We continued north on I-95, enjoying the gently rolling hills, roads that curved with just a hint of playfulness, the cool shade of tall, leafy green deciduous trees and finally, air without smoke. The scenery was lovely. Orange day lilies standing alongside the road waved to passing cars. Darker orange trumpet vines hung on trees and bushes like Christmas ornaments. We thoroughly enjoyed the meandering drive until we exited the bypass and got stuck on a bridge in construction traffic for fifteen minutes.
"What are you doing?" I asked my husband when he turned the ignition.
I couldn't argue with him there. In his hands, my little Hyundai gets over 34 miles to the gallon. My driving brings it down to about 28/mpg, as he likes to point out. But on this occasion, the interior of my black car was getting hot, fast.
"Where are you going?" he asked when I stepped out of the car. What did he think? We were stranded on a bridge and I had two cameras in my hand!
I snapped some photos, but when the heat from the now visible sun became too hot, I jumped back in the car and asked hubby to crank up the air. Fortunately, traffic started moving shortly after, and once again, we were heading toward Turkey Island and the Presquile NWR.
"Hey, there's Shirley Plantation," Kel said. I glanced to my left and saw the entrance just as he was about to turn into the driveway.
"Where are we going?" I asked.
"To the plantation."
"We're not here to see Shirley Plantation. We're going to the Wildlife Refuge."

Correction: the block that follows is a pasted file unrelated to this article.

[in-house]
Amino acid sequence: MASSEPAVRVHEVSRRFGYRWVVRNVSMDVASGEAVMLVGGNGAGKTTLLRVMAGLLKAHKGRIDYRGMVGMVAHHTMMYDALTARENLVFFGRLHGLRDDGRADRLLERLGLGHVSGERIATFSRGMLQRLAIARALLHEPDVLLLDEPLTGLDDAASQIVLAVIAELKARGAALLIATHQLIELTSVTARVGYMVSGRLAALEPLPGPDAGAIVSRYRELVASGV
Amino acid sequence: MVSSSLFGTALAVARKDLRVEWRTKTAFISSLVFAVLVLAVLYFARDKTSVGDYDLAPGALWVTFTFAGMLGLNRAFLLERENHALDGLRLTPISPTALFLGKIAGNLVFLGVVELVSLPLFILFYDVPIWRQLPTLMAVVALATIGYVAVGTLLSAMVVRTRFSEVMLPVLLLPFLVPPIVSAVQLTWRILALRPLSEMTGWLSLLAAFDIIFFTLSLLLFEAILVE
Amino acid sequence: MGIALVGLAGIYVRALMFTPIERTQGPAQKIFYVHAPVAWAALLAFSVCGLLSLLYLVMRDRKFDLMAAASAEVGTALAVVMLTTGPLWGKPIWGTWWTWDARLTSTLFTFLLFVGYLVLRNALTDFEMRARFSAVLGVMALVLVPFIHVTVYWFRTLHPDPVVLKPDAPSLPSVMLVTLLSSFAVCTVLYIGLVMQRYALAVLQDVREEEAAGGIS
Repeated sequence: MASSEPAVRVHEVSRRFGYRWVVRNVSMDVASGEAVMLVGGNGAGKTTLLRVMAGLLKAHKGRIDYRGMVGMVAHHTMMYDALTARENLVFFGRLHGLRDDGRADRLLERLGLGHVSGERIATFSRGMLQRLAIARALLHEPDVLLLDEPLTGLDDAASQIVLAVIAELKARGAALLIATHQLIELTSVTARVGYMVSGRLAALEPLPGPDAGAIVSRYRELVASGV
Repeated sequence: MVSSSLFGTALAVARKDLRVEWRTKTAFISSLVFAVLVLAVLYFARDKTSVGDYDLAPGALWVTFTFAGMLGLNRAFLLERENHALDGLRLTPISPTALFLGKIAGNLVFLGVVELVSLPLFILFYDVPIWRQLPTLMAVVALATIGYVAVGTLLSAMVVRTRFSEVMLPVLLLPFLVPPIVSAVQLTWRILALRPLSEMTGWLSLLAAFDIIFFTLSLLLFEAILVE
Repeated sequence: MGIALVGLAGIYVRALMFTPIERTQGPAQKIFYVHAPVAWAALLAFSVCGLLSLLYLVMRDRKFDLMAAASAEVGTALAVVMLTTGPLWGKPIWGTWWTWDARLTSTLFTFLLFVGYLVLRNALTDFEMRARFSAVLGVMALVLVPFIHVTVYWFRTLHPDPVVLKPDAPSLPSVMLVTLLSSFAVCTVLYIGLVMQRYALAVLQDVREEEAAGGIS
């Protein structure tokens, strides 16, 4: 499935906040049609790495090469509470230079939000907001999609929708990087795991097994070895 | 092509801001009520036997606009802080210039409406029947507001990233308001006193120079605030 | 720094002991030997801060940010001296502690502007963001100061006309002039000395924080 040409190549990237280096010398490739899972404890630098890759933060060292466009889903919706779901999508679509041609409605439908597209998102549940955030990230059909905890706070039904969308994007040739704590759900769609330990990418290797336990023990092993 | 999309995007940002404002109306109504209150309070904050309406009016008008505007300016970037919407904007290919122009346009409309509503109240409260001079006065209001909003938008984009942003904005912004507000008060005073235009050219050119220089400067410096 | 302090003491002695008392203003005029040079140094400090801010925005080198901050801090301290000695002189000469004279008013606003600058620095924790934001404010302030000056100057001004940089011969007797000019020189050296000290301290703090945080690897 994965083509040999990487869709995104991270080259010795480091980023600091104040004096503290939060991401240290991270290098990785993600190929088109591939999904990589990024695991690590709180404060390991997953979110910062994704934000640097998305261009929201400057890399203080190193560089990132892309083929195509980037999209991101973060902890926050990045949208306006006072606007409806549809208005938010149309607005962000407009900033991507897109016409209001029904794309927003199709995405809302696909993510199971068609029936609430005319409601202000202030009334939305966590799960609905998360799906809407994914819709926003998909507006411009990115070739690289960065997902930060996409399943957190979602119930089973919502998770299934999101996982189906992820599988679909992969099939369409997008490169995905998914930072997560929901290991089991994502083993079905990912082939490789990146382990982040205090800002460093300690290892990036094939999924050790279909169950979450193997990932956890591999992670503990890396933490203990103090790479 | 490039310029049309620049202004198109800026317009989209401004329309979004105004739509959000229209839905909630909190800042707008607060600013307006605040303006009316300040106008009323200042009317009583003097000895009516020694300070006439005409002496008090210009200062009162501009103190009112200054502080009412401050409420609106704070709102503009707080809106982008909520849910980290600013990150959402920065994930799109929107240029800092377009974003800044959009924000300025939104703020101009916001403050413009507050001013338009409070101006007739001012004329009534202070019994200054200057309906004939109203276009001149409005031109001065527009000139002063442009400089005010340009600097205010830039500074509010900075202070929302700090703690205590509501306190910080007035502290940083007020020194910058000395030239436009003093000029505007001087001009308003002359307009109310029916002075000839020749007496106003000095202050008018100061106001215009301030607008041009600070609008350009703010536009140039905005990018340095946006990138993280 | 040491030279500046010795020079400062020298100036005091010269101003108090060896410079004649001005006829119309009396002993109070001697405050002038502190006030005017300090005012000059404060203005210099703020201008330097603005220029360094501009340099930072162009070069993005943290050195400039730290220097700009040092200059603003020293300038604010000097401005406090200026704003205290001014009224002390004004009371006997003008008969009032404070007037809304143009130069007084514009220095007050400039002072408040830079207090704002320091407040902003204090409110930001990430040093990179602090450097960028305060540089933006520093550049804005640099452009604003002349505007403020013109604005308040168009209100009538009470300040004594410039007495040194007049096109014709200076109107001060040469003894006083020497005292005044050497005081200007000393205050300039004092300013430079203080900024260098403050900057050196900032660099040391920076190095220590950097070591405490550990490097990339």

He grunted his displeasure but continued along the two-lane road located somewhere southeast of Richmond. Then we came to a T-Road junction.
He smiled. "There's another plantation to the right."
"There's a ton of plantations around here." About a half dozen from what I could tell. The signs were all around me, but I didn't stop to think about it at the time. This was old Virginia, and we were traveling along a river. I've lived in the Carolinas long enough to know there should be plantations here.
Kelley asked me if I wanted to go.
"It's getting late, hon. We need to find this place and get home."
He offered a dejected sigh. "Okay then, which way?"
I checked the map. "I'm not sure. We should have passed Turkey Island by now but I can't locate this highway number. Turn left. We'll skim around it and see if we can find a way in."
I made the unfortunate mistake of leaning over to examine the atlas. Kelley chose that moment to come to a sudden stop.
"Hon, what are you doing?" The words sounded strangled to me, but then again, I was doubled over with a seat belt pressing against my chest.
"Historic Marker," he said.
I pushed against the seat belt in an effort to loosen the tension. When it released, I began to straighten, but stopped when I saw the name Robert E. Lee.
I'm a southerner, and I love southern history. While nowhere near an expert, I read what I can in books, brochures, and on historical markers. And this one was a doozy. The house I'd rebuffed had not only been built in the early 1600's, but it was the birthplace of Ann Hill Carter, the mother of Robert E. Lee. And young General Lee had spent some time at the plantation in his youth.